The most celebrated natural antagonism between sperm whales and squid, conjuring up images of the Leviathan grappling with the Kraken in the abyssal trenches, almost certainly involves the jumbo squid’s larger cousin, the giant squid, a species that grows to 65 feet long and closely resembles the creature described in Moby-Dick. In the novel’s “Squid” chapter, Starbuck, the first mate, is so discomfited by a squid that floats up in front of the Pequod—“a vast pulpy mass, furlongs in length and breadth, of a glancing cream-color, lay floating on the water, innumerable long arms radiating from its centre”—that he wishes it were Moby-Dick instead.
The nonfictional relationship between sperm whales and squid is pretty dramatic also. A single sperm whale can eat more than one ton of squid per day. They do eat giant squid on occasion, but most of what sperm whales pursue is relatively small and overmatched. With their clicks, sperm whales can detect a squid less than a foot long more than a mile away, and schools of squid from even farther away. But the way that sperm whales find squid was until recently a puzzle.
The orange octagonal box in Kelly Benoit-Bird’s office at Oregon State University is an echo sounder transducer. At sea, it hangs under a boat and sends out waves of sound at four different frequencies. The time it takes each of the waves to return tells her how far away an object is; the waves’ intensity tells her the object’s size. Each organism has a different acoustic signature, and she can often figure out what sort of creature the waves are bouncing off of. To do so requires a certain interpretive knack. Once, in the Bering Sea, her boat came upon a flock of thick-billed murres, diving seabirds, as they were feeding. The acoustics showed a series of thin, vertical lines in the water. What did they represent? Murres pursue their prey by flying underwater, sometimes to great depths. Benoit-Bird figured out that the lines were columns of tiny bubbles the murres expelled when their feathers compressed as they dove.
“Acoustics is a great way to see what’s going on where you can’t see,” Benoit-Bird says. To understand sperm whale sound, she had to first establish how the whales use their clicks to find squid. Unlike fish, squid don’t have swim bladders, those hard, air-filled structures that echolocating hunters such as spinner dolphins and harbor porpoises typically key in on. “Everyone thought squid were lousy sonar targets,” she says. But she thought it unlikely that the whales would spend so much time and energy—diving hundreds or thousands of feet, clicking all the way down—only to grope blindly in the dark.
In a test, Benoit-Bird, Gilly and colleagues tethered a live jumbo squid a few feet under their boat to see if the echo sounders could detect it. They found that squid make fabulous acoustic targets. “They have plenty of hard structures for sonar to pick up,” she says. Toothy suckers cover their arms; the beak is hard and sharp; and the pen, a feather-shaped structure, supports the head. Benoit-Bird was thrilled. “You could say,” she says, “that I’m learning to see like a sperm whale.”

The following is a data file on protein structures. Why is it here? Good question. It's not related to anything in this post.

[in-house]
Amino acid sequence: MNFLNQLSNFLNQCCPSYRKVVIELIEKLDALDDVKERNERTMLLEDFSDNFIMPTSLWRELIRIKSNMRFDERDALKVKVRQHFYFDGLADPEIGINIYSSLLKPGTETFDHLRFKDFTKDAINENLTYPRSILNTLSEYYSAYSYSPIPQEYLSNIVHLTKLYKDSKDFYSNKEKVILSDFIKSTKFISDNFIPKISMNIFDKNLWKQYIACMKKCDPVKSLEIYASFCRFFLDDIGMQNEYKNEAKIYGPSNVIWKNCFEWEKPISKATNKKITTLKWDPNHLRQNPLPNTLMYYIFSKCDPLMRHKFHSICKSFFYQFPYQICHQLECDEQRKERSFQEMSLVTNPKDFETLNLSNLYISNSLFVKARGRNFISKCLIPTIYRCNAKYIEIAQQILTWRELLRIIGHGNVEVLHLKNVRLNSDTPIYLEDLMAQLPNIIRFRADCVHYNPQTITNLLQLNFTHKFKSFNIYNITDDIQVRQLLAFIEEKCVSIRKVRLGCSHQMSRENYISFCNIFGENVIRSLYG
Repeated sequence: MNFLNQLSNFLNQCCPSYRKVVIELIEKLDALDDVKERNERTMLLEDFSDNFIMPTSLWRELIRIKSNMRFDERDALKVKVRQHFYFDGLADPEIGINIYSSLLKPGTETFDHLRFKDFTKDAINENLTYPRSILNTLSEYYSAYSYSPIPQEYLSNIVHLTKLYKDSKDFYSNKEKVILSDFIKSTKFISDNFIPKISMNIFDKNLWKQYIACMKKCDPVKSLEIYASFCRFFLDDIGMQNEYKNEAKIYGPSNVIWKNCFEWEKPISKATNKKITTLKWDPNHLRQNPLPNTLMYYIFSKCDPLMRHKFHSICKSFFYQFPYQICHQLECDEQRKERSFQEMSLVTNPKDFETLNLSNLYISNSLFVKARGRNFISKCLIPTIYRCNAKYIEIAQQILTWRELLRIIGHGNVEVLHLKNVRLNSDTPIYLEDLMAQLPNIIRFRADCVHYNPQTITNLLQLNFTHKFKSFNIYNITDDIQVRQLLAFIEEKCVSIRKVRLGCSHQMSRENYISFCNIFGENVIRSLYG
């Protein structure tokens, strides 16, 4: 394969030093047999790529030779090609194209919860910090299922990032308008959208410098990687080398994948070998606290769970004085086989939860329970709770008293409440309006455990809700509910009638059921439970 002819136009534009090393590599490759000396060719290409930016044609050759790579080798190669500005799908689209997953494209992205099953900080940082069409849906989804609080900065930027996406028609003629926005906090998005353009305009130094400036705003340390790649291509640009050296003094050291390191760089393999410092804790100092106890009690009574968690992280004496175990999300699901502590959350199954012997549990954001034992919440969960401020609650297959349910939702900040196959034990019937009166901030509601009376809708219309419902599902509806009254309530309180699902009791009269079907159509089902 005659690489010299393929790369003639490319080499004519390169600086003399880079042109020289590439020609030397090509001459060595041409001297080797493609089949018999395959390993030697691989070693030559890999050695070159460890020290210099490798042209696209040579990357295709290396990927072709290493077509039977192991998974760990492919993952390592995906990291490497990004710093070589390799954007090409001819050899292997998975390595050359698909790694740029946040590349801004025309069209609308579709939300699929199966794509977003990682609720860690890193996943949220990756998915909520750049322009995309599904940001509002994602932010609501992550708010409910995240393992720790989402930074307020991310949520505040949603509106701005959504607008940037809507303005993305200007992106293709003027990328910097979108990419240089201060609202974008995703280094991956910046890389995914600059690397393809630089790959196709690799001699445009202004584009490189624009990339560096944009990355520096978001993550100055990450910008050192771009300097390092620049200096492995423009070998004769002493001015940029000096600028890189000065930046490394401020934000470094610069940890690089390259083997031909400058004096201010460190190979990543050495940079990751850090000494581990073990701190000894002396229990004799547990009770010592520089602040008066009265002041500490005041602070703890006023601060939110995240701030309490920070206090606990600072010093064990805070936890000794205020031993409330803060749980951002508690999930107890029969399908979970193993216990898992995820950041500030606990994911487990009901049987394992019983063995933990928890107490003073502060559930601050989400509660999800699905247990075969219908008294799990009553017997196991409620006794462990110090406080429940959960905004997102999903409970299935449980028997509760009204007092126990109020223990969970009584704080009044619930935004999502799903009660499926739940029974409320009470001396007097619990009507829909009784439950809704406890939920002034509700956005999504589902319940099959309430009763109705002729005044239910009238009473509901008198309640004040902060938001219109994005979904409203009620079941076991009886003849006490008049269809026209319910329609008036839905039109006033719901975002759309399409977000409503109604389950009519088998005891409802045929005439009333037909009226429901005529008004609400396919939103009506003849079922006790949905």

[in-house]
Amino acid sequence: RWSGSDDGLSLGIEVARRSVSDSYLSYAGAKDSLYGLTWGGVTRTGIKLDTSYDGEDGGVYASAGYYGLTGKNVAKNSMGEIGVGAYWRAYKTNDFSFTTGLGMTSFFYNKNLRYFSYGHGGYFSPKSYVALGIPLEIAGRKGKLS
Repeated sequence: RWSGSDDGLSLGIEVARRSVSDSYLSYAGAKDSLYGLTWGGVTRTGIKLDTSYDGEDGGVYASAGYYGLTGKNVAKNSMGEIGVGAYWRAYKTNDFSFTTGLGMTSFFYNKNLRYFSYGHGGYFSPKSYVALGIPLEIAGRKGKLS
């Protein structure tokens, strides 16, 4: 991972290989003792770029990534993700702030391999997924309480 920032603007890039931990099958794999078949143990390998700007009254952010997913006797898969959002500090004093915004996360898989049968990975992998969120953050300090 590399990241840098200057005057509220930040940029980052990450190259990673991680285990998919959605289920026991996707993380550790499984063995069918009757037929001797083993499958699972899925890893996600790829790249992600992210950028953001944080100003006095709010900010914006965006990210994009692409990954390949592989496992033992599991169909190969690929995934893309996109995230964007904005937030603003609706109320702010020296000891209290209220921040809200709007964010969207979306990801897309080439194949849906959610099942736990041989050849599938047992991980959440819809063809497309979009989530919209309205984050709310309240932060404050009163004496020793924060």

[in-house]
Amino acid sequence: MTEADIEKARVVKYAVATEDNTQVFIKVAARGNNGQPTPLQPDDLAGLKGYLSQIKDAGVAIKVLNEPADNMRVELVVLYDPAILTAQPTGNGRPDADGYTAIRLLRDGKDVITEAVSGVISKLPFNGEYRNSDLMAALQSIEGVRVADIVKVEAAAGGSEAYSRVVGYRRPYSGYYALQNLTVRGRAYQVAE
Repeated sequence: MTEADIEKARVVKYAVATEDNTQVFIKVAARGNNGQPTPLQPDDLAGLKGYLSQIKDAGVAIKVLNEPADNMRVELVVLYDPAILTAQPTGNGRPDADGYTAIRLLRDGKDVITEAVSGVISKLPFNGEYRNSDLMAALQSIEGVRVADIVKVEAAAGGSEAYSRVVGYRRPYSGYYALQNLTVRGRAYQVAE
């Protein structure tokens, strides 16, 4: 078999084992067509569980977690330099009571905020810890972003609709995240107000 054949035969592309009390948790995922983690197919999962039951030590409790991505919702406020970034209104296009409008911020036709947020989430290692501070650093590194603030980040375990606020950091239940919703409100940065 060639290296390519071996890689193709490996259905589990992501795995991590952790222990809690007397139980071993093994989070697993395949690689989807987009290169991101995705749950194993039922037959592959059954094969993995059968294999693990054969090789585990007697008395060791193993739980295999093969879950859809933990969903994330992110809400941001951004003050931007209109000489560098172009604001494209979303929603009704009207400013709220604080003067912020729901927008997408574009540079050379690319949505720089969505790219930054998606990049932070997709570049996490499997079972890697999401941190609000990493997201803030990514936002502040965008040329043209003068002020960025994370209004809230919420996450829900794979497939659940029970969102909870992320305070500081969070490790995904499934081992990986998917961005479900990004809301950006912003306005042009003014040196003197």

To see like a sperm whale is to get a glimpse of a world inhabited by much smaller animals. “In the Sea of Cortez,” Benoit-Bird says, “you know that what sperm whales do is driven by what the squid do. So you expand. You ask: What is driving the squid?”
The squid, it turns out, are following creatures whose behavior was first noted during World War II, when naval sonar operators observed that the seafloor had the unexpected and somewhat alarming tendency to rise toward the surface at night and sink again during the day. In 1948, marine biologists realized that this false bottom was actually a layer of biology, thick with small fish and zooplankton. Instead of the seafloor, the Navy’s depth sounders were picking up many millions of tiny swim bladders, aggregated so densely that they appeared as a solid band. The layer is composed of fish and zooplankton that spend the day between 300 and 3,000 feet deep, where almost no light can penetrate. At night, they migrate upward, sometimes to within 30 feet of the surface. The fish are well suited to life in the dim depths, with enormous, almost grotesquely large eyes and small organs, known as photophores, that produce a faint glow.
The mobile band of life was named the deep scattering layer, or DSL, for the way that it scattered sound waves. In the Sea of Cortez, the fish that inhabit it, called myctophids or lanternfish, are among the jumbo squid’s preferred prey. The squid follow the fish’s daily vertical migration, spending the daylight hours between 600 and 1,200 feet and then pursuing them toward the surface at night.
Biologists assumed that the DSL creatures were at the mercy of currents, drifting haplessly, helplessly along. But Benoit-Bird and colleagues have found that even microscopic plants and animals can lead active and finicky lives. Phytoplankton, seeking out particular conditions of biochemistry and light, will form sheets that can stretch for miles but are only a few feet high. Slightly larger zooplankton take advantage of this great conveyor of food. Lanternfish likewise fight against prevailing currents to reach the feast. Things gather to eat or not be eaten—by fish, by squid, by sperm whales. What was thought to be at the whim of physics turns out to act on its own biological imperatives.
“I always go in with the same question,” says Benoit-Bird, who in 2010 was awarded a MacArthur Fellowship for her work on sensing biological activity in the deep ocean. “How come things are found where they are? And so what? I think of it as the Big Why and the So What. All the pieces make the full picture.” More than trying to see like a sperm whale, she is trying to see—to understand—everything. “Sometimes, you get a little swept away,” she says. “It’s fun just to watch and go, ‘Cool!’ ”